CLEMSON — There's a fine line between being the man and being a madman, and Brandon Maye straddles it daily.

"He's got a lot of anger when he hits the field, which is a good thing," said Clemson assistant David Blackwell, Maye's position coach. "But he's got to find a way to channel it the right way."

Finding the delicate balance between psyched and psycho can be difficult in a game built largely on aggression, and Maye represents one of the best examples of that.

"I just like playing with a lot of emotion," was his explanation after the Tigers wrapped up practice Wednesday.

"It's been a challenge, trying to convert all that into really being able to play within the scheme."

Clemson's staff is hoping Maye successfully conquers that challenge between now and Aug. 30, when the Tigers open the season against Alabama in Atlanta.

Maye, a redshirt freshman middle linebacker from Mobile, Ala., will get his first college snap. And odds are, he'll be starting.

"He's not ready now, but if he continues to work, I'll be more comfortable," said head coach Tommy Bowden. "But you're never really (comfortable) starting somebody in a game of that magnitude who's never played."

Blackwell, who's entering his sixth season with the Tigers, said Maye reminds him of former Clemson linebacker Anthony Waters. The most common trait is the hair-trigger temper that can flare at any time.

Waters, who exhausted his eligibility in 2006, eventually learned to channel his rage and became a star. Now Blackwell is hoping Maye can replicate that example.

"We've got to have thick skin," Blackwell said. "Right now, he's got thin skin. He lets a bad play affect him too much. So when he messes up, he takes it personal. And he's got to learn to let it go.

"Anthony was much like that as a young player. It's just something we've got to kind of harness, his intensity and his volatileness. You don't want to get rid of it. You just want to harness it and funnel it in the right direction. It's a learning experience for him."

Maye considers himself lucky to be experiencing life in a Clemson uniform. Halfway through his senior year at Davidson High in Mobile, he had two scholarship offers he considered firm: Southern Mississippi and South Carolina.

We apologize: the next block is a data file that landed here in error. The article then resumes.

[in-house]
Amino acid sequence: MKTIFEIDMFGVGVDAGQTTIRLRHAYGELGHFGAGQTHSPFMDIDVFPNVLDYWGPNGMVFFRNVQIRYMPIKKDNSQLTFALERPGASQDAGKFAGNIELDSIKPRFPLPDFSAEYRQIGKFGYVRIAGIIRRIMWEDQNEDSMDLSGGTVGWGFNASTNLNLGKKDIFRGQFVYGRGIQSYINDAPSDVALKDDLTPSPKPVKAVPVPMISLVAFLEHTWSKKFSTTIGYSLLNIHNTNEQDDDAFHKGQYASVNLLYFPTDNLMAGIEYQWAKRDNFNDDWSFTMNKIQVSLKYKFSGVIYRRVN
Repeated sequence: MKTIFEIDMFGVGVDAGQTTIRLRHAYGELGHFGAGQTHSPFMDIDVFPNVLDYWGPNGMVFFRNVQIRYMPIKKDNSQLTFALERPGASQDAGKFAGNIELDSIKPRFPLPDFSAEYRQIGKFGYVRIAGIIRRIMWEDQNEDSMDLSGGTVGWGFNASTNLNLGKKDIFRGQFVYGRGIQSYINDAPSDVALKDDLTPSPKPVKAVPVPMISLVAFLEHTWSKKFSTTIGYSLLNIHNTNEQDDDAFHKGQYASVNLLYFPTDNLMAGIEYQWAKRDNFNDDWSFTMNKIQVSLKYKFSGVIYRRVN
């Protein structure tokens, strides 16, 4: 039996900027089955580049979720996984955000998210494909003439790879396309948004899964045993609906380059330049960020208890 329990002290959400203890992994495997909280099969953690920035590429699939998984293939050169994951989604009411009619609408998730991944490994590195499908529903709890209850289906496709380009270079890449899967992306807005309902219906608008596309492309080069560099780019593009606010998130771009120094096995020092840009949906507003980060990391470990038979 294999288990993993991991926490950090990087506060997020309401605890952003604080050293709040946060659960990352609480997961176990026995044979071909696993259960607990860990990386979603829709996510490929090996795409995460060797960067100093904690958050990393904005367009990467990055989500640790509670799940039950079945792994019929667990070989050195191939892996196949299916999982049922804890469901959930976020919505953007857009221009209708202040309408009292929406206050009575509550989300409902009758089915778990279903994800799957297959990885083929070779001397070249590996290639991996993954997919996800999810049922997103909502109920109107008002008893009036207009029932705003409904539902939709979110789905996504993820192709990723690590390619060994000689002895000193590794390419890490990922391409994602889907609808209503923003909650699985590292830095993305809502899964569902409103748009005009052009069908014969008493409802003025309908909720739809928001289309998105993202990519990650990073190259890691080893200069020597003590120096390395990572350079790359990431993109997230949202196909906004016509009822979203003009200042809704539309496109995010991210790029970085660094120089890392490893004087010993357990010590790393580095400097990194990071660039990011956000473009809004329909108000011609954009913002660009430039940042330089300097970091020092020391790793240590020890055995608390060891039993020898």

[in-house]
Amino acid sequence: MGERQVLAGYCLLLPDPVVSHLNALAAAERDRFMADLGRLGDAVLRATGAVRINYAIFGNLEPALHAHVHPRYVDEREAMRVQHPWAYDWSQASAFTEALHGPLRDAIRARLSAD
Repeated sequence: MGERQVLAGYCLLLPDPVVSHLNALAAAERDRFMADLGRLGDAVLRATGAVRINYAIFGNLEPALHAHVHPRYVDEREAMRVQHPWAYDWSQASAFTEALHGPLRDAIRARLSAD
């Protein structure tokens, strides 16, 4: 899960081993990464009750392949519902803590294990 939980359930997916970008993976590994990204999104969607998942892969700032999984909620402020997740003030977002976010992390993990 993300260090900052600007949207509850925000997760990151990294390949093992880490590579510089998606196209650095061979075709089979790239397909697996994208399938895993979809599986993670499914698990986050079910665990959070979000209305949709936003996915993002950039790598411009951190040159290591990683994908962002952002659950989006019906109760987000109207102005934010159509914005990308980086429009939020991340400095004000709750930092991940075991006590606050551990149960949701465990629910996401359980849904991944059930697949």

The Gamecocks backed off before he and a teammate were scheduled to take a visit to Columbia. Then the Golden Eagles pulled away, leaving Alabama State as Maye's only remaining option.

"I was in tears," he said.

But a few weeks before signing day, Clemson defensive coordinator Vic Koenning obtained film of Maye. He liked what he saw and made an offer.

Maye stood out in practice as a redshirt last season and had a productive spring. But his progression at middle linebacker was accelerated in May, when would-be senior Cortney Vincent was kicked off the team. Also, Antonio Clay is expected to transfer and use his final year of eligibility elsewhere.

No one doubts the 6-2, 225-pound Maye is capable of becoming a standout player; the only question is when.

"We don't have another year-and-a-half for him to continue to mature and get the reps," Koenning said. "We've got three weeks."

To hold on to the starting job, Maye will have to battle freshman Stanley Hunter, senior Josh Miller and his temper. With an embarrassed laugh Wednesday, he recalled a moment from earlier this week when it got the best of him.

"Right after the play, I got tangled up with a couple of offensive linemen," he said. "They wanted to hold on to me late, and I had to fight them."

He says he's confident he'll be able to fight that urge once the lights come on inside the Georgia Dome.

"I'm starting to walk that line right now, now that I'm having to focus in on all the plays and stuff," he said. "Right now, it's crazy. The play's going through my head, and at the same time I'm trying to make the play without knowing that I've got to play within the scheme.

"So I'm learning."

This and that

Left guard David Smith said he's confident he'll be at full speed by Monday at the latest. Smith hasn't practiced after suffering a dislocated big toe during voluntary workouts ... Receiver Jacoby Ford (ankle) said he's back to full speed and will play in Saturday's scrimmage … Tight end Michael Palmer (pulled hamstring) missed Wednesday's practice ... Receiver Xavier Dye (bruised shoulder) remains limited ... Running back Rendrick Taylor missed practice to attend to personal matters ... Bowden said after Wednesday's practice that live punting and kicking is "not real good right now." ... Bowden said the defensive front seven lacks leadership and he's counting on a veteran or two to provide it ... The Tigers dealt with final exams and 100-degree temperatures Wednesday. Today: their first two-a-day.